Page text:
I'd feel more comfortable trusting a dedicated amateur than a "professional" who simply memorized some answers for a certification test only in order to collect a paycheck.

Obviously, I tend to think blogs are valuable sources of information provided one is willing to do some basic fact-checking (and I think writing a blog is a useful exercise in communications.)

Cath@VWXYNot? said...

Blogging is totally networking!

I started blogging using a pseudonym, but then linked to a couple of my research papers, at which point I was no longer anonymous. Plus I used my personal blog in a job application, before it became so silly.

I started using my real name on a second blog (I was invited to start blogging on the Nature Network site and thought I'd be mental to use a pseudonym there), which blew my alleged cover even further. I still make sure that my full real name stays off my personal blog, even though it's already linked to it - it's much less likely to come up near the top of a Google search that way (luckily I have a very common name). Also, while I do post some very very silly stuff, I make sure I never write anything that I wouldn't want my colleagues to read.

The Mad Chemist said...

Since I write a lot about work in my blog, I blog pseudonymously at least for the time being.

But I know people who use their blogs quite successfully as a networking tool and many don't use their real name.

DrugMonkey said...

It is possible to blog pseudonymously and still network as real-you. It would not be as broad based but many pseud bloggers are "out" to a close circle of fellow bloggers. Others have become an open secret either with or without trivial google-linking.

I'm still on the fence with respect to whether this is something that will become an accepted part of the academic biz or not. One thing I am having a VERY hard time getting past is that I lived through the "what is this waste-of-time email crap for" and "why are you wasting your time creating them new-fangled web pages?". Can you imagine your academic life without either of those technologies?

Mad Hatter said...

testing

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Mad Hatter said...

There's something funny going on with this comment thread. A bunch of comments vanished, and when I left a "testing" comment, mine did not show up, but some of the previously vanished ones reappeared.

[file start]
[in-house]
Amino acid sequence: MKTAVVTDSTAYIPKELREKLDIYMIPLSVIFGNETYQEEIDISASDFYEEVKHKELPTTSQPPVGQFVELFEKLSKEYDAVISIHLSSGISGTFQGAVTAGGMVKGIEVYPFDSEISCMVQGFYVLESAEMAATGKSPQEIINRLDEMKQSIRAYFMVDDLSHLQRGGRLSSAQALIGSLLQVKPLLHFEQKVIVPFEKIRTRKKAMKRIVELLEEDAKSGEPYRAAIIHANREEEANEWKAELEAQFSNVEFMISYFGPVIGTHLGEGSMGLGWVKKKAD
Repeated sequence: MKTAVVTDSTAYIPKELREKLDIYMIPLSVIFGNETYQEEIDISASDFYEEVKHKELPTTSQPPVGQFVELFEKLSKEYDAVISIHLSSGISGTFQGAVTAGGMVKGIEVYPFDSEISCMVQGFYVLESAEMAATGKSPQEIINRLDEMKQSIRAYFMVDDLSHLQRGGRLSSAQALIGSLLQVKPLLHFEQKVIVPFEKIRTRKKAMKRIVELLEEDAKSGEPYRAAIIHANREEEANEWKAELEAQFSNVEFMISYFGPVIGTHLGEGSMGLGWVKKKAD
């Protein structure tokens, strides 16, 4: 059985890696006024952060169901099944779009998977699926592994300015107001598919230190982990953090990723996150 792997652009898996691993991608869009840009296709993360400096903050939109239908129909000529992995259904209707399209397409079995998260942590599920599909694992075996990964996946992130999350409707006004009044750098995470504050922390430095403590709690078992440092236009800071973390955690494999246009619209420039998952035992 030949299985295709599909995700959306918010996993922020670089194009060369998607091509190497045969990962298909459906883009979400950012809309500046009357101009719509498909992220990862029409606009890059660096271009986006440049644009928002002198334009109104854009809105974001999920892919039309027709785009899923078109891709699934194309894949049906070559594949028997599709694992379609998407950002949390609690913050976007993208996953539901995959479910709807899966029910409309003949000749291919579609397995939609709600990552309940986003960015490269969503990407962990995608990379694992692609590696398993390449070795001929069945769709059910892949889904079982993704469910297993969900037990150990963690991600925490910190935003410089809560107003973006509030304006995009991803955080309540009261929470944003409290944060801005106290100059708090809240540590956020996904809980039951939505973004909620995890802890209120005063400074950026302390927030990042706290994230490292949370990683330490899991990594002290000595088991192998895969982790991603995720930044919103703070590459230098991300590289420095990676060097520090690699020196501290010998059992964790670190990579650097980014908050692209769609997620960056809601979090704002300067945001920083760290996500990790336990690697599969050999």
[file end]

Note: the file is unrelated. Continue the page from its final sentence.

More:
Yes, I've checked the blog and post settings, and this didn't happen on a different post I tested. Anyone have any idea what's going on???

Mad Hatter said...

testing 2

The bean-mom said...

I've been blogging under a pseudonym and it's already helped me in networking--as Cath at VWXYnot? can testify (thanks again, Cath!) I just called her last night for advice on a writing position I am interviewing for...

So yes, I think blogging can be a valuable networking tool, and you can do it under a pseudonym. But as others here have pointed out, it's hard to be truly anonymous, and you'll probably have to "come out" at some point to take true advantage of the networking possibilites...

Sarah said...

I sort of wish I used my real name because I think I could be making stronger connections with some people if we new what one another did or lived. But I really, really like being able to be candid.

I'm going to start a new blog with some colleagues all about our subfield, which will not be anonymous. I'm looking forward to writing more about my science there.

microbiologist xx said...

I would prefer to blog using my real name, but the main reason I do not is because I do not want to cause any problems for my current lab. We work on a select agent pathogen (that you may have heard about in the news) and I would hate to make some flippant remark that comes back to haunt my advisor. I am probably being paranoid, but better safe the sorry.

Yttrai said...

If we're collecting data...

I am not a blogger, and i can't imagine i ever will be. I just don't have enough to say on any specific subject. I DO however network as best i can, far beyond my safety zone. A blog as a networking tool would push me FAR into the realm of insanity.

So i think the motivations behind a blog, be they personal or professional, might be as varied and personal as pretty much any other choice any of us makes on the job.

:)